'Russian Jews were free to emigrate as they wished'

Ex-aliya representative Arnon Mantver denies claims made by retired Israeli official that Israel misled Soviet Jews into making aliya in 80s, 90s.

Yaakov kedmi 311 (photo credit: GPO)
Yaakov kedmi 311
(photo credit: GPO)
Israel did not dupe Soviet Jewry into immigrating to Israel during the late 1980s and 1990s, an official involved in organizing the great immigration of Soviet Jewry to Israel has insisted.
Arnon Mantver, who was the head of the Jewish Agency’s aliya department in the 1990s, denied claims made by retired Israeli official Yaakov Kedmi that Israel misled Soviet Jews by making them believe they had no other choice if they wanted to leave the country.
“To say that the Soviet Jews didn’t know that they could go elsewhere: were there no phones or letters? Was the world completely shut off?” Mantver told The Jerusalem Post. “I agree that we took a tough Zionist stance, but to say we reached an understanding to dupe with visas, that’s too much.”
Jewish Agency spokesman Haviv Rettig Gur also expressed skepticism concerning Kedmi’s claim, pointing towards the hundreds of thousands of Soviet Jews who chose to immigrate to the US and Germany.
“The notion that people can be duped into moving to Israel is surprising to say the least,” he said. “In the Soviet period, activists spoke about 400,000 Jews would make aliya when the iron curtain fell. They were surprised when many more did. Half the Jews who left the Soviet Union went to either Germany or the United States, or in small numbers elsewhere in the Jewish world. Why would they know less than the others about geography?”
On Wednesday, Kedmi was quoted in a front-page story in Yediot Aharonot as saying he was part of a deliberate Israeli operation which led Jews seeking to emigrate from the oppressive communist state to believe that Israel was their only option.
“It was the right moment to take the people and turn them in our direction,” Kedmi said. “If we’d have missed the moment very few would have come to Israel.”
The timing of the interview coincides with the publication of Kedmi’s new book about his time at Nativ, a liaison group which helped organize the great immigration of Russian Jewry to Israel which peaked in the 1990s. In the interview he describes a method by which Jerusalem prodded Soviet Jews into making aliya through the use of transit points in communist countries, with the knowledge of local authorities.
“[Soviet Jews] could not leave or enter any other country without showing a ticket to Hungary or Romania,” Kedmi said. “We made sure that the arrangements at the transit points would not allow them to arrive anywhere else but Israel.”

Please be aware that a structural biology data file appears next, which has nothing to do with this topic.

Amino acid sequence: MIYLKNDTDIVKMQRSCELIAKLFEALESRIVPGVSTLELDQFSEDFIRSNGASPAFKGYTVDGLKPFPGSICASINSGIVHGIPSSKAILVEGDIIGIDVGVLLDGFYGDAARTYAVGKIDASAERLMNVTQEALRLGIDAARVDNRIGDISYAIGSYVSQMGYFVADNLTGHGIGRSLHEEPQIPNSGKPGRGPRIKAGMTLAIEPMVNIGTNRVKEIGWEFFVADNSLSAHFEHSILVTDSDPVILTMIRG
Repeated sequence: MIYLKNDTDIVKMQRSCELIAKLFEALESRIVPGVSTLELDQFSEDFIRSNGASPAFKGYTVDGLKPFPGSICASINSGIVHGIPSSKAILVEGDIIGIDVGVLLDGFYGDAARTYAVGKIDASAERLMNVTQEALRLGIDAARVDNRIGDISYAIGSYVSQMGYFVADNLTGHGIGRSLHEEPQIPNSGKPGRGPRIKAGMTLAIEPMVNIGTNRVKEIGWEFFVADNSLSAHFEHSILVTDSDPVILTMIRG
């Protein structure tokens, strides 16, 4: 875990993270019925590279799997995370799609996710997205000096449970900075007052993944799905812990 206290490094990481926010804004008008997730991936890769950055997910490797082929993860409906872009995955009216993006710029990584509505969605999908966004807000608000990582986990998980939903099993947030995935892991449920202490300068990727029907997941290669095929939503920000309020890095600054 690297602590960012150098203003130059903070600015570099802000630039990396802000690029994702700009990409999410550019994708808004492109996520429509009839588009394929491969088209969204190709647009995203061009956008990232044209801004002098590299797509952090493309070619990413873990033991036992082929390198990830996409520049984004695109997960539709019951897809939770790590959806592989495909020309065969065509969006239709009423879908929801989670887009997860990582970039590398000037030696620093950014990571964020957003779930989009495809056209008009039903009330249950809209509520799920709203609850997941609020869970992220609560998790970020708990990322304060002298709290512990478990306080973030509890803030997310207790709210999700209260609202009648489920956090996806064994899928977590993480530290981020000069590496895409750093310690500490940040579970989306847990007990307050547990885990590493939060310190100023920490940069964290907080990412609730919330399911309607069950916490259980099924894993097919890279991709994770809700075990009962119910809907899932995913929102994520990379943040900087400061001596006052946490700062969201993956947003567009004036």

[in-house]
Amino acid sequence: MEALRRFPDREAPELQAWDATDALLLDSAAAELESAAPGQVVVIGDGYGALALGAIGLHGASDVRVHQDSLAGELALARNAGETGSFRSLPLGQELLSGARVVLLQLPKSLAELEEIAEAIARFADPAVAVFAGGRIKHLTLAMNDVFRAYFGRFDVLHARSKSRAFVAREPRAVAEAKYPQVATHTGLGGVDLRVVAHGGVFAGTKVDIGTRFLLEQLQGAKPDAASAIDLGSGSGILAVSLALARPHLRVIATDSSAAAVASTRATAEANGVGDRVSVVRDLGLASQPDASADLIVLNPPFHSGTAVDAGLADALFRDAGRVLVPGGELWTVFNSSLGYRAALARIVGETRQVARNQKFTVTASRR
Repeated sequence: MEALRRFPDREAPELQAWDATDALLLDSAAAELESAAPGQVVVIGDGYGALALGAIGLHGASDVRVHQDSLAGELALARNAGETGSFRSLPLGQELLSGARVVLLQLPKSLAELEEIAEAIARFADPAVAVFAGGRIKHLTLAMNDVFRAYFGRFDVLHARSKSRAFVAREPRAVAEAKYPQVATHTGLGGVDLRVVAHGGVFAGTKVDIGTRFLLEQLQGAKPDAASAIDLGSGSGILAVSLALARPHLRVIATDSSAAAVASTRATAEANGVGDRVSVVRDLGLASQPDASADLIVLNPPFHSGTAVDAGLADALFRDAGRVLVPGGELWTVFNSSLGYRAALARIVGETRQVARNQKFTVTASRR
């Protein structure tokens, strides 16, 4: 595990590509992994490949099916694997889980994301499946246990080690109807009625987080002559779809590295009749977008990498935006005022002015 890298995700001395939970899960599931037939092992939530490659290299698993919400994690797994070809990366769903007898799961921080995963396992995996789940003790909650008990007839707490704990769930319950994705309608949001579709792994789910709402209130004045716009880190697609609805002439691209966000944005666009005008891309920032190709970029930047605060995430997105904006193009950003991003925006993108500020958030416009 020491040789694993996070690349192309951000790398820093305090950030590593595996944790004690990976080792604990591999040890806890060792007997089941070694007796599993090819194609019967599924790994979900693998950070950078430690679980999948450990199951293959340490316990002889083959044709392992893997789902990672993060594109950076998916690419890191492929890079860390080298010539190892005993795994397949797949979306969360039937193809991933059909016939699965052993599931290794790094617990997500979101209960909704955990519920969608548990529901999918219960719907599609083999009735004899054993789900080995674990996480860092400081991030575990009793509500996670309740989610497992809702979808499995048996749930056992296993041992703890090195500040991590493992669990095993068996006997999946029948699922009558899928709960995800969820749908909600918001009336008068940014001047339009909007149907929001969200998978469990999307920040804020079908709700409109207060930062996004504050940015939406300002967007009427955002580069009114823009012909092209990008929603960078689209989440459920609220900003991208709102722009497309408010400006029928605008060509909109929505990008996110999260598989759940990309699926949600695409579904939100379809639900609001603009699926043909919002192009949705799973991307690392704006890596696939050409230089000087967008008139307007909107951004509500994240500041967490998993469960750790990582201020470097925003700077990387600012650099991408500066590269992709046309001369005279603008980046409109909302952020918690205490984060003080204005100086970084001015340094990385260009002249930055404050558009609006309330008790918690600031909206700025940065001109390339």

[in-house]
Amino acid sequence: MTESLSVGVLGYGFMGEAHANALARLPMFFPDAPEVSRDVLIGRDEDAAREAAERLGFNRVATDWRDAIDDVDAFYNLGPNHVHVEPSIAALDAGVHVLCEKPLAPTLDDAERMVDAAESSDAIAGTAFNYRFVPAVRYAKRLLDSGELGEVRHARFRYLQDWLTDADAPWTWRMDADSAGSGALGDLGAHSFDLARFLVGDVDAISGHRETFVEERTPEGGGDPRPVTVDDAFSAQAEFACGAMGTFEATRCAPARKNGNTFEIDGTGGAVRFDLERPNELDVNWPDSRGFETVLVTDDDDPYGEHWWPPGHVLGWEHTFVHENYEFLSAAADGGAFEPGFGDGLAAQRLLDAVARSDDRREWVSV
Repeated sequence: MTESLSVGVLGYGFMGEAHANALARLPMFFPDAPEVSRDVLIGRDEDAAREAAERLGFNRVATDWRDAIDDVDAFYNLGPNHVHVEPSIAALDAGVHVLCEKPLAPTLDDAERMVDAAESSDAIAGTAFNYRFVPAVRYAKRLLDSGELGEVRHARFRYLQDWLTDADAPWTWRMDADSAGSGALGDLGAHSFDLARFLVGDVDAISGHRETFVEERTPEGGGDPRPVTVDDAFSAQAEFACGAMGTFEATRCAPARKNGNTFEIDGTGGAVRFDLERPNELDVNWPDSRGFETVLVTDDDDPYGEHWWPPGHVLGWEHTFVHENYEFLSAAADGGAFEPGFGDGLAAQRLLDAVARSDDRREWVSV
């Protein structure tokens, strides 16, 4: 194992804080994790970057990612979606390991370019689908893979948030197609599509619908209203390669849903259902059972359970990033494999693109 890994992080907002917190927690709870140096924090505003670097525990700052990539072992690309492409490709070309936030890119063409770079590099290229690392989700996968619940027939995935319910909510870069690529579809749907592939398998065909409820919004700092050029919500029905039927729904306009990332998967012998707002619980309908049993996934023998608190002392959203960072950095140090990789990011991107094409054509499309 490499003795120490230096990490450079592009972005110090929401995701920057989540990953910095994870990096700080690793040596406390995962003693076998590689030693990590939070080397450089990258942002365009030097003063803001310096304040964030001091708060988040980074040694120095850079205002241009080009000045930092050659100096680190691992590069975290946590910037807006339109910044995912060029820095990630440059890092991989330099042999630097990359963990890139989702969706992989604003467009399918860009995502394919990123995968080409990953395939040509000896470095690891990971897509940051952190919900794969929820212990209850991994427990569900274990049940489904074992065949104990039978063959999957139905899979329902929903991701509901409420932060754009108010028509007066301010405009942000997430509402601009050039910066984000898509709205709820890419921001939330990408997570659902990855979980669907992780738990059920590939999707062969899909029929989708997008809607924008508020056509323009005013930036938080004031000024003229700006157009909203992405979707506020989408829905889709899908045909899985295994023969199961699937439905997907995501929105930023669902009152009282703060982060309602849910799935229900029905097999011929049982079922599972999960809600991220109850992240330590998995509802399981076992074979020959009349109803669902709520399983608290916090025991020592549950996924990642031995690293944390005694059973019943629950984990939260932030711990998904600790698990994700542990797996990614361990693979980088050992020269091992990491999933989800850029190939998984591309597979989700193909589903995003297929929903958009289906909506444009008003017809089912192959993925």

He added: “In Romania we reached an agreement with dear [Romanian dictator Nicolae] Ceausescu, may he rest in peace, that Jews who reached him would go in only one route, to Israel, and in most instances they didn’t even leave the airport,” he said. “The herd-mentality obedience of the immigrants, the psychological pressure and Soviet education all played into our hands.”
According to Kedmi, the deal with the Romanian tyrant who was overthrown and executed in 1989 was reached with help from Washington.
“[Nativ] signed a deal with the Romanian intelligence that the Romanians will receive a 100 million dollar loan and in return they will make sure Jews will leave Bucharest in one direction – Ben Gurion Airport,” he said.
Mantver, the director of the American Jewish Joint Distribution Committee in Israel, said Kedmi’s description was partially correct but inaccurate.
“That transit points were set up in communist countries, and that we promised to take Soviet Jews to Israel is true – but what he’s wrong about is that the US had a quota of taking in 38,000 Jewish refugees a year,” he said.
“Many Jews didn’t want to wait several years for them. Meantime, reports were coming from Israel that it wasn’t so bad here, that the weather and conditions were good.
“The Jewish leadership in America also realized Israel was a good option for Soviet Jews and they didn’t lobby to increase the refugee quota. In any case, it’s impossible to control one million people. To say that there was a scam is inaccurate, to say the least.”
Kedmi told Yediot that some Foreign Ministry officials at the time raised concerns about the ethics of denying information from Soviet Jews who may have preferred to immigrate to the US or Germany had they known it were possible.

However, the former Nativ official said he had few regrets, and that the eventual outcome of the policy – the arrival of over one million Jews to Israel in the decade between 1990 and 2000 – saved the country.
“I was content with what I did then, and I am content with what I did for this country now,” he said. “But as for the people’s fate, today I’m more doubtful. Did I not pass the threshold by which people can affect the fate of hundreds of thousands of people? I have no unequivocal answer to that.”